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Your safety and well-being are our top priorities. Our office is open and staffed to serve you. We are taking measures to ensure that our office is thoroughly cleaned and safe for our clients. We will continue to offer our services via phone, email, and Zoom.

Does Michigan family law address grandparents’ rights?

| Jan 7, 2019 | criminal defense |

You do not stop being a parent once your child becomes an adult, and in some ways the job may be even more emotionally draining. Dealing with the emotional aftermath of an adult child’s divorce or death can be particularly difficult. This is especially true when your relationship with your grandchildren is compromised. Although Michigan family law does not automatically give grandparents rights, you might be able to secure visitation if it is in your grandchildren’s best interests.

Grandparent visitation is usually only applicable in a certain number of scenarios. For example, you cannot get visitation because you disagree with your child’s parenting methods and want to spend more one-on-one time with a grandchild, but you could potentially assert visitation rights if your adult child is in a pending divorce. Other potential scenarios include:

  • Your grandchild’s parent has passed away.
  • Your adult child is separated or divorced.
  • Paternity has been established if your child was never married.
  • Custody of your grandchildren was given to someone other than the parents.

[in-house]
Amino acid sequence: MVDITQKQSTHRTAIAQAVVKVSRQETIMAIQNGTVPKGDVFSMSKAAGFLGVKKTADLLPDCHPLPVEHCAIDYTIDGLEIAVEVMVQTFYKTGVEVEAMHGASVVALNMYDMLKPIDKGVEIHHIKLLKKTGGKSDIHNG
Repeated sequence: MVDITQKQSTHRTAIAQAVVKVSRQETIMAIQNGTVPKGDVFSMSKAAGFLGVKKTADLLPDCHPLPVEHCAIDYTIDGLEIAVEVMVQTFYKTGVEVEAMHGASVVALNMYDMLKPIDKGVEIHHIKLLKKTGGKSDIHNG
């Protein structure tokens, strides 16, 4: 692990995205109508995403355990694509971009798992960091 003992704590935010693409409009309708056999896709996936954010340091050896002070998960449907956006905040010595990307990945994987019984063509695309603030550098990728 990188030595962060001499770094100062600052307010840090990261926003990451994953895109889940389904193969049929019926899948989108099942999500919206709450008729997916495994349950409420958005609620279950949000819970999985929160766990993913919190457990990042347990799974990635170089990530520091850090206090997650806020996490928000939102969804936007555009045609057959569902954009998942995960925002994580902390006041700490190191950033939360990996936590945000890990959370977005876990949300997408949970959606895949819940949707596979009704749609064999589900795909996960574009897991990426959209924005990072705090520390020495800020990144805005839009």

• You provided a custodial environment sometime in the past year.

You can cite any of the applicable above scenarios when filing a petition for visitation, but keep in mind that family law courts give significant autonomy to your grandchild’s parents. In some situations, the parents can provide a signed affidavit opposing the visitation petition, which will likely lead to its dismissal. However, more common is when just one parent voices opposition after the death of their spouse or while going through a divorce or paternity action.

Grandparents play important, formative roles in the lives of their grandchildren. It is understandable that you want to protect that relationship and your grandchild’s well-being regardless of what else is going on in his or her life, but doing so can be difficult. When filing a visitation petition with the Michigan family law court, it is usually a good idea to work with an experienced attorney who can help face obstacles head on.

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